Amanda Wakeley's AW17 moodboard illustrates the references that have inspired her latest designs and she describes her muse for AW17 as being, 'Born French and of Japanese descent.'

'The Wakeley woman's AW17 style is distinctly Parisian,' continues the designer, 'She translates rich, cultural references of her Japanese heritage into a sophisticated eclecticism, whilst drawing influence from the indigenous Ainu tribe, whose storied culture has captured her.'




The Amanda Wakeley AW17 Collection moodboard

Thursday, 21 April 2016

ROBERT MAPPLETHORPE: THE MAGIC IN THE MUSE

Well-known for his hard-hitting provocative images, the American photographer Robert Mapplethorpe (1946-1989), was also an accomplished portrait photographer. According to the photographer, 'I went into photography, because it seemed like a perfect vehicle for commenting on the madness of today's existence.'

A significant collection of Mapplethorpe's images of musicians, artists and well-known faces from the 70's and 80's can be seen at Robert Mapplethorpe, The Magic in the Muse, at The Bowes Museum in Barnard Castle, Co Durham - but hurry, the exhibition closes on Sunday 24th April 2016.

The large-scale graphic black and white images of the photographer's close friend and collaborator Patti Smith, plus shots of Andy Warhol, David Hockney, Iggy Pop and more, are all on loan from ARTIST ROOMS, a collection of contemporary art acquired for the nation by Tate and the National Galleries of Scotland in 2008.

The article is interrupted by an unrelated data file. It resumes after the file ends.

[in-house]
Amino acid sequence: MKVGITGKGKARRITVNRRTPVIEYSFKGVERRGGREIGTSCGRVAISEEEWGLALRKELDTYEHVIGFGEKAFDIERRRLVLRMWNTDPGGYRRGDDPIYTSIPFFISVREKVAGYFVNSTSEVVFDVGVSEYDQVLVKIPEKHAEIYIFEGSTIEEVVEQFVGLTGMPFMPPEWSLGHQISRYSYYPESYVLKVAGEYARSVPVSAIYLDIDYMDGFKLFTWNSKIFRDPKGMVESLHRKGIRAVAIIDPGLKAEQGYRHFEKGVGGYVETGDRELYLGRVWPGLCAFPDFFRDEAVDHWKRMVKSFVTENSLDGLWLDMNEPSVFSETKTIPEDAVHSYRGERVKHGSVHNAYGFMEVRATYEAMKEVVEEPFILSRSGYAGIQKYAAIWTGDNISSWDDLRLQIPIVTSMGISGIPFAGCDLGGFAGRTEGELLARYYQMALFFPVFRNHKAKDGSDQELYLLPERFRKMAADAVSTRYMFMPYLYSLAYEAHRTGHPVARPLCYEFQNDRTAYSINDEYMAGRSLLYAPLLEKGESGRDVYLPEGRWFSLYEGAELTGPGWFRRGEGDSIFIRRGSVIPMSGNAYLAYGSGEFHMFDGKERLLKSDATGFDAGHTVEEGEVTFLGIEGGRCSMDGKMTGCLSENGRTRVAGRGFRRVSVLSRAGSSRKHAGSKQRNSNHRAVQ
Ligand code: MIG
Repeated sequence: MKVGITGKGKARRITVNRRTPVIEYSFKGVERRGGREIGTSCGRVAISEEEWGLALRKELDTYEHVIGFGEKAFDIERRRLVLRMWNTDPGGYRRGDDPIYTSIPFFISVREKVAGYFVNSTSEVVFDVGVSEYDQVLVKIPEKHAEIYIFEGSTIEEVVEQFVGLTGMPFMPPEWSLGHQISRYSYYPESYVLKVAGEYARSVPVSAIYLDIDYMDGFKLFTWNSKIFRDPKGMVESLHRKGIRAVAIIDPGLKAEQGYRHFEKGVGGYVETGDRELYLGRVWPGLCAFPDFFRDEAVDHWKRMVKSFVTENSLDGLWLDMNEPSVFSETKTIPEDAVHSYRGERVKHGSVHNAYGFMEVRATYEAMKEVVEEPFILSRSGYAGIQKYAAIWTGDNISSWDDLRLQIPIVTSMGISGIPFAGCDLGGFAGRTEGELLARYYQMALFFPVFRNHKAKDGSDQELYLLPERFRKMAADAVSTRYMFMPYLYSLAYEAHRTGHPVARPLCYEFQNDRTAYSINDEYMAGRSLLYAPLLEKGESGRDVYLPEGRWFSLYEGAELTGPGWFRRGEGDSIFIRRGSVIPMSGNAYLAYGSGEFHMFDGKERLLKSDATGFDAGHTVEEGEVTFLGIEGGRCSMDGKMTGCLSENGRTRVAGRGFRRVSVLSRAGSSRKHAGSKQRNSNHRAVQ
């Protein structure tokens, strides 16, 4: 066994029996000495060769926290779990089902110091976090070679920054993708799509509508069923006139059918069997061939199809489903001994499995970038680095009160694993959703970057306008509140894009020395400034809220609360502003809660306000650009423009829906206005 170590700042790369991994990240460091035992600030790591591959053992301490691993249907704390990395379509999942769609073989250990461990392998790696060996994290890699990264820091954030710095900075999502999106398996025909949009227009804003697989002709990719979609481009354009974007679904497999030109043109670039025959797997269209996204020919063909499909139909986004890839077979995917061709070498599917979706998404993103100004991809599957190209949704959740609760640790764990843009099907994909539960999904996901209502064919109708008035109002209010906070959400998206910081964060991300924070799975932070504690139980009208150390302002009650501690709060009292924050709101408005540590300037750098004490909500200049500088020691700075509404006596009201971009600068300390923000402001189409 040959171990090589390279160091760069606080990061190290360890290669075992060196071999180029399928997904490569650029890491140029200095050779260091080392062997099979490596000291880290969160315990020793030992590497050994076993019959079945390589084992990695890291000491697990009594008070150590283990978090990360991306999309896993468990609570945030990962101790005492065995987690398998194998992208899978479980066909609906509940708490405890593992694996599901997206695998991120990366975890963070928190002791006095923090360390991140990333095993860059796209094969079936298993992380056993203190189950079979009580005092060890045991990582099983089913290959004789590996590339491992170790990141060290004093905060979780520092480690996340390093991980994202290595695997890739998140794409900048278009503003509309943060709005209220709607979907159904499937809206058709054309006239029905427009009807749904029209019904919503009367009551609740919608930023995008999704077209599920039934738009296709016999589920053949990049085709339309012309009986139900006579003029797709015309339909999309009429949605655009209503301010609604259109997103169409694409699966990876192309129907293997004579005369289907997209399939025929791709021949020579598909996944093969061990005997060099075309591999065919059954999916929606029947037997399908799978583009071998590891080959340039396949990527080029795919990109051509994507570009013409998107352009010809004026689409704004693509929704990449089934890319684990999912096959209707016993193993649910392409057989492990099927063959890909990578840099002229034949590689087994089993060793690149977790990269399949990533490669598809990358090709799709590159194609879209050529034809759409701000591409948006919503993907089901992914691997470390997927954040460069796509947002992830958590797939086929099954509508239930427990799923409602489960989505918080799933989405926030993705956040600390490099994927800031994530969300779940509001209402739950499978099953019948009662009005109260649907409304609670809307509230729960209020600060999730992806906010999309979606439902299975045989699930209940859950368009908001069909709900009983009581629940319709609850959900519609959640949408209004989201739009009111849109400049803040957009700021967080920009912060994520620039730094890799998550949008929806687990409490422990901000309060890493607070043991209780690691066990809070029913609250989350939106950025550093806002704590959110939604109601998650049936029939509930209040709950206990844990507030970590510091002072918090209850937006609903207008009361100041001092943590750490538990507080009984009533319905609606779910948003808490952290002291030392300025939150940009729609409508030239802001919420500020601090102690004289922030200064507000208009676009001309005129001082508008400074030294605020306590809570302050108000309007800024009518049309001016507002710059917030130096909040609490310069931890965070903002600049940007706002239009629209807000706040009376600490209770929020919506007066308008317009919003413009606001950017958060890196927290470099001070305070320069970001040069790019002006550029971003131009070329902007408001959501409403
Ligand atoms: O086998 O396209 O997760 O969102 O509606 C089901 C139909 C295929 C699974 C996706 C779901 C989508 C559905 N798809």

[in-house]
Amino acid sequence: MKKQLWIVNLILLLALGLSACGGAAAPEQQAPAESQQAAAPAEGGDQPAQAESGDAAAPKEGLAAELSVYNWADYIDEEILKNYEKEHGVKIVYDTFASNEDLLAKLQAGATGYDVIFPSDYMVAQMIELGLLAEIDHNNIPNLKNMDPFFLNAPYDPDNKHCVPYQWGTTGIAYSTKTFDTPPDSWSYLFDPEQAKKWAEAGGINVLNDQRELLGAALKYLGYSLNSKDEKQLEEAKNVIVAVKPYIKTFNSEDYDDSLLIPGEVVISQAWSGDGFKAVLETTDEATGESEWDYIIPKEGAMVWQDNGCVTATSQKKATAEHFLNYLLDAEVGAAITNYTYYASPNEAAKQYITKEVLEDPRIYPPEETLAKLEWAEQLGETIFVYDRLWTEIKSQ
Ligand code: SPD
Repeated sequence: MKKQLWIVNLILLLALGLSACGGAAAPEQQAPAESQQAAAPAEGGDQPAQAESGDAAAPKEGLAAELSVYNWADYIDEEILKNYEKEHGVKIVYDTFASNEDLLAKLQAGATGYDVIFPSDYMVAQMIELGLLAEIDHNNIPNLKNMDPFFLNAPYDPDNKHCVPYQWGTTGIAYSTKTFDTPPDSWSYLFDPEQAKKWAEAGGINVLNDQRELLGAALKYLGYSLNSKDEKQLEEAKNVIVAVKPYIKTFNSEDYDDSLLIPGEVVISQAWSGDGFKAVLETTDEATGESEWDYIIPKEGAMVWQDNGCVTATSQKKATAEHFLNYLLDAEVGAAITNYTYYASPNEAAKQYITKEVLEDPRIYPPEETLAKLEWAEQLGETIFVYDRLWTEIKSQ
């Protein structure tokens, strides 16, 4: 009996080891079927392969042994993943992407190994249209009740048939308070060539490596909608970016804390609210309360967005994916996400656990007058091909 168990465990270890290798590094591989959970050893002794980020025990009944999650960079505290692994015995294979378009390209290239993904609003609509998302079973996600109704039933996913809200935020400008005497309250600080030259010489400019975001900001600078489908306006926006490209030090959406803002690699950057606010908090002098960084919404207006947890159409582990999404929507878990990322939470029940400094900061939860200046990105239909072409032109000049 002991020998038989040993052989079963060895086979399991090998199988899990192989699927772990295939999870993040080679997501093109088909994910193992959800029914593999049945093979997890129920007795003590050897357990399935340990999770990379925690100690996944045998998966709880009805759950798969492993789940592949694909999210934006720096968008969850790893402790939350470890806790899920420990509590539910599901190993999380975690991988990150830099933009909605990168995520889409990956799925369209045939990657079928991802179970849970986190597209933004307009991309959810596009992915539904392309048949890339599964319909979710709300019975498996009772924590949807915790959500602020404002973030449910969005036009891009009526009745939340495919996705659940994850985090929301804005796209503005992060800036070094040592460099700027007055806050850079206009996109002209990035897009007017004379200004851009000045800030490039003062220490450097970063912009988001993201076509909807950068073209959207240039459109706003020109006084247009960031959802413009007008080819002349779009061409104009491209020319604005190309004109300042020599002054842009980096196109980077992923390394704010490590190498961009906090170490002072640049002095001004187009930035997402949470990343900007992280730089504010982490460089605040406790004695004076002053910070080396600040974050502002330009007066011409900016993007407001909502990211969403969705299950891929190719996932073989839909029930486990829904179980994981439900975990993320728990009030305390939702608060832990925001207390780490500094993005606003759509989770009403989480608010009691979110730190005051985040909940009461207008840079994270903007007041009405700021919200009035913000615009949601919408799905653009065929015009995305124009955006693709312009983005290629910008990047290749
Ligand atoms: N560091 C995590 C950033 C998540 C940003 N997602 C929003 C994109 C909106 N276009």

Patti Smith by Robert Mapplethorpe, 1975
ARTIST ROOMS Tate and National Galleries of Scotland. Acquired jointly through The d'Offay Donation with assistance from the National Heritage Memorial Fund and the Art Fund 2008 © Robert Mapplethorpe Foundation


Tuesday, 22 December 2015

CHRISTMAS SHOPPING AT BICESTER VILLAGE

With only a few more days to go until Christmas, I headed to Bicester Village early yesterday morning in search of some last minute gifts for family and friends. Living locally, I've learnt to time my visits to the designer retail village with military precision to avoid the crowds - always getting there before the official opening time and enjoying a calming peppermint tea at Soho House Farmshop before hitting the stores.

Chiltern Railways' recent opening of Bicester Village station has been a great boost for both the retail village and the area, as it has helped ease the congestion at Bicester North station, the original hub for the retail outlet shoppers arriving both from London and Birmingham. The new station brings visitors straight to the village from Marylebone in 46 minutes and I was invited to experience the service first hand at the recent opening of the station.